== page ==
Myths about play

First, play isn’t about developing competency – play is simply the way human beings learn. As infants we begin to play with our caregivers, cooing, smiling, connecting and attuning to each other, and later we learn how to move our body, how to mix with others, how to manage our emotions and how to adapt to new circumstances and new challenges through play.

Photo by Rui Xu on Unsplash

Next, play isn’t just for the young. Yes, we learn through play and much of what we play at is practicing useful skills for later in life, and yes, some of the purpose of play in youngsters is to burn off excess energy or blow off steam. BUT. We don’t stop needing to practice managing our emotions, adapting to new circumstances and challenges, or working out how to mix with others just because we got older – although this is often what happens. AND so many of us (most of us?) often forget how to move. We forget how to be silly, how to get lost in a fantasy, how to trust, how to be in our own bodies.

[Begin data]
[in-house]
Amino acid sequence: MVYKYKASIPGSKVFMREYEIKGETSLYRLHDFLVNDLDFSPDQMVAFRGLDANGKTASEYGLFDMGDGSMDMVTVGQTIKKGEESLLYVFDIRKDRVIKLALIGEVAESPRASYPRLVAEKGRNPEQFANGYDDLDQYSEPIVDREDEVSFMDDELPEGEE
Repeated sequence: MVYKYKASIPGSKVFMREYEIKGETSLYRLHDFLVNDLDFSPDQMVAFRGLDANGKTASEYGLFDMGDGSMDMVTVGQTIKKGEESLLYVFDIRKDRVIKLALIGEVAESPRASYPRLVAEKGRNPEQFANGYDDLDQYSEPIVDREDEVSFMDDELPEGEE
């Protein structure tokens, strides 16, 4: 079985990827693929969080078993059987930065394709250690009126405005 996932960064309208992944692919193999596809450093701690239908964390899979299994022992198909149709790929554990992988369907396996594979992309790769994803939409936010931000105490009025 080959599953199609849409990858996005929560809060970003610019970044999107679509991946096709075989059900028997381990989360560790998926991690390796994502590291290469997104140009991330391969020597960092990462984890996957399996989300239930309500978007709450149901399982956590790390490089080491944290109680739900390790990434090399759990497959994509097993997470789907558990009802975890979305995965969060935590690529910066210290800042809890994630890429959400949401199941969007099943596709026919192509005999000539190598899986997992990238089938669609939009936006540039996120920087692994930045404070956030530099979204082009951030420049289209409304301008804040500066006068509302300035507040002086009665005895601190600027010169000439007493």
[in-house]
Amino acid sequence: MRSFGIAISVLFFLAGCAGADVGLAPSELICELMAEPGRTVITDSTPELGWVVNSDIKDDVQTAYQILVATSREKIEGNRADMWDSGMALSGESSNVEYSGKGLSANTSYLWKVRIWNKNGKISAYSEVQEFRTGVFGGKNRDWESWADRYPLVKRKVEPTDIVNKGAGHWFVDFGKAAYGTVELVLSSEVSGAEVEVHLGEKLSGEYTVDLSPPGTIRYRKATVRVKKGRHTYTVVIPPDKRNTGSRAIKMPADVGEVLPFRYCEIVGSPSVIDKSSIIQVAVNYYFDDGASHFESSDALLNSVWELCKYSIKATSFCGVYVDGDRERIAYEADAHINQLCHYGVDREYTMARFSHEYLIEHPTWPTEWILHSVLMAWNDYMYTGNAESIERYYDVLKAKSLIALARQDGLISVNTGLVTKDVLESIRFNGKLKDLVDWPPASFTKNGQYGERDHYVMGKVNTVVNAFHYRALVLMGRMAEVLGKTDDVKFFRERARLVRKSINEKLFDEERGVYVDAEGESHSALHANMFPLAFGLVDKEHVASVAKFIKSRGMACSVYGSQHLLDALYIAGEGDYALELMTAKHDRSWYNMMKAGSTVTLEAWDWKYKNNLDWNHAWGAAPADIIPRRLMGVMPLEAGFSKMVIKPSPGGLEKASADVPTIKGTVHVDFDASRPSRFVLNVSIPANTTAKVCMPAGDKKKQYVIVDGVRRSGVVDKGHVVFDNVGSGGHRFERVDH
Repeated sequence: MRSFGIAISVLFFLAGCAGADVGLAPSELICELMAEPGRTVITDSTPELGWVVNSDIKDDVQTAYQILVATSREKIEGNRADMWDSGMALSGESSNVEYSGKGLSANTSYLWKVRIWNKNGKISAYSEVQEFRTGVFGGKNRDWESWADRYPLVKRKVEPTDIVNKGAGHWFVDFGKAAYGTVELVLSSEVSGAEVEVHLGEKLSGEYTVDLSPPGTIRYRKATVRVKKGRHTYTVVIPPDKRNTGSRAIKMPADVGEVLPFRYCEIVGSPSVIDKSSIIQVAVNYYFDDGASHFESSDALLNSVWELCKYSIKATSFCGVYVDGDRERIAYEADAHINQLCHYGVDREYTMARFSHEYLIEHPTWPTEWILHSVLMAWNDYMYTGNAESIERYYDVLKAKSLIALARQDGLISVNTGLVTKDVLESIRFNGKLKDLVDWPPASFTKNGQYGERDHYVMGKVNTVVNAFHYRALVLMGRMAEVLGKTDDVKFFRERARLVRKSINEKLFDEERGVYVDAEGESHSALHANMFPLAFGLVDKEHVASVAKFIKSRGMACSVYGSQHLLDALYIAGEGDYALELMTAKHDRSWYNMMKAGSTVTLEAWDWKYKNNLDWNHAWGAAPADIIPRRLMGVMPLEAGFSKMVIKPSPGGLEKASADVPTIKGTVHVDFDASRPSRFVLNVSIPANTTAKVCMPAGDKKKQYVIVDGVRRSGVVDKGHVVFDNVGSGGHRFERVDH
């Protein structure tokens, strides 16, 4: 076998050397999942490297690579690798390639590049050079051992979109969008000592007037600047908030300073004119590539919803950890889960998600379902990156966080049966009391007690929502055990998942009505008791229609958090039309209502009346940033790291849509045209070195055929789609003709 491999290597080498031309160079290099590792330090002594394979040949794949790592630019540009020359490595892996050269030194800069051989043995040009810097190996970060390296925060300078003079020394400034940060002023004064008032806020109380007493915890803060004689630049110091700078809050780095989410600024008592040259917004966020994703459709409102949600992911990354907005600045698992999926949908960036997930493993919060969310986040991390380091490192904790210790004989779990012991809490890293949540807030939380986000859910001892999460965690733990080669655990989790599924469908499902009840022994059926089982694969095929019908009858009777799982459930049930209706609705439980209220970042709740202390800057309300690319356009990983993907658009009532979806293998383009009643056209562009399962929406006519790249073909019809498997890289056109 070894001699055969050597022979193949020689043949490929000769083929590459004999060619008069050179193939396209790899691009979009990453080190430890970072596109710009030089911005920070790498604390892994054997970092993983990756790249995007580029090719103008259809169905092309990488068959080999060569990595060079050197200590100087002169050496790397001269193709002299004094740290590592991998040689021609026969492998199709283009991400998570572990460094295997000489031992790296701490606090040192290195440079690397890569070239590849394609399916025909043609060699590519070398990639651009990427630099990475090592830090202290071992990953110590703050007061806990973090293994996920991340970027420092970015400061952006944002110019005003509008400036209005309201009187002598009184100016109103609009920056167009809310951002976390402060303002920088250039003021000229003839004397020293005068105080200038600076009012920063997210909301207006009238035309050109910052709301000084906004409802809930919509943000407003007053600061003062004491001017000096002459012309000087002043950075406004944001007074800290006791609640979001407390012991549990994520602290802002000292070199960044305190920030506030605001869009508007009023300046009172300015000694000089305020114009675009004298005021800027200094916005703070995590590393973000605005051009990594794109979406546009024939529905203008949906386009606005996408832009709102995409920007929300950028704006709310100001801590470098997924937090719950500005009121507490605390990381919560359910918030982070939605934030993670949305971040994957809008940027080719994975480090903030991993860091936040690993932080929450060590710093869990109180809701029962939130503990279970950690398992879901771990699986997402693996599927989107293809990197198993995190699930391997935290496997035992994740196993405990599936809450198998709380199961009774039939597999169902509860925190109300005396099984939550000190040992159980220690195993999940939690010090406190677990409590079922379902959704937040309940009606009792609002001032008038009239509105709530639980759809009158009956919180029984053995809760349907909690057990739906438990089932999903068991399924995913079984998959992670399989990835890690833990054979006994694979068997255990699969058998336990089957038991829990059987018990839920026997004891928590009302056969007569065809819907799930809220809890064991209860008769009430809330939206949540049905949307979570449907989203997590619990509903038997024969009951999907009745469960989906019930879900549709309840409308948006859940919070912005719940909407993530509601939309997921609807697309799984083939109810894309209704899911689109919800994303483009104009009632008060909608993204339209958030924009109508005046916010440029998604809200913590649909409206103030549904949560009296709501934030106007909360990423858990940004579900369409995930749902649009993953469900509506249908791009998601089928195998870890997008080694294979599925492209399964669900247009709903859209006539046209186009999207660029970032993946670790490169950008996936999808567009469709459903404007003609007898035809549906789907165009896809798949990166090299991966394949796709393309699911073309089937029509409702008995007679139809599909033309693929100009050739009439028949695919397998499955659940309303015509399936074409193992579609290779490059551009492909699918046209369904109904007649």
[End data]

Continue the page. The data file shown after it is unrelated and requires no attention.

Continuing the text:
Image by Birgit from Pixabay

Another myth is that child’s play is simply a rehearsal for adult activity. It’s not. Dr Stuart Brown’s research shows that play is actually an essential survival skill, and the opposite of play isn’t work – it’s depression, anxiety, impulsivity and sedentarism. We have a biological need for play, in the same way we have a biological need for sleep. So, obviously, play is important for the whole of your life.

The benefits of play